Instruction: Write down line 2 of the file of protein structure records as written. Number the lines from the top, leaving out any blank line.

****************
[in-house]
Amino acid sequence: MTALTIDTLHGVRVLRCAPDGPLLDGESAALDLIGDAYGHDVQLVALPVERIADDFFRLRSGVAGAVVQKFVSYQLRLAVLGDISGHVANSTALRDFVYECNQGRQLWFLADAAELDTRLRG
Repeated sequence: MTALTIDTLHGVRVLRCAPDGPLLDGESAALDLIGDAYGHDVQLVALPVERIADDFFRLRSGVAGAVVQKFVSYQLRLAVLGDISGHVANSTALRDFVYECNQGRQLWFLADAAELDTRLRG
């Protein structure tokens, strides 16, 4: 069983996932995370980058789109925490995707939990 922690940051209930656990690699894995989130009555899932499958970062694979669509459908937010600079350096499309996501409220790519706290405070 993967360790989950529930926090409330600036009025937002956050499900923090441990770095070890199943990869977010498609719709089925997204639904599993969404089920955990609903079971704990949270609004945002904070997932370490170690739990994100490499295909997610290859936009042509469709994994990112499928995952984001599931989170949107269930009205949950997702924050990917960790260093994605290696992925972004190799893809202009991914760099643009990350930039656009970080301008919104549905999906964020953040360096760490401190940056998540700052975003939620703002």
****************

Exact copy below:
Amino acid sequence: MTALTIDTLHGVRVLRCAPDGPLLDGESAALDLIGDAYGHDVQLVALPVERIADDFFRLRSGVAGAVVQKFVSYQLRLAVLGDISGHVANSTALRDFVYECNQGRQLWFLADAAELDTRLRG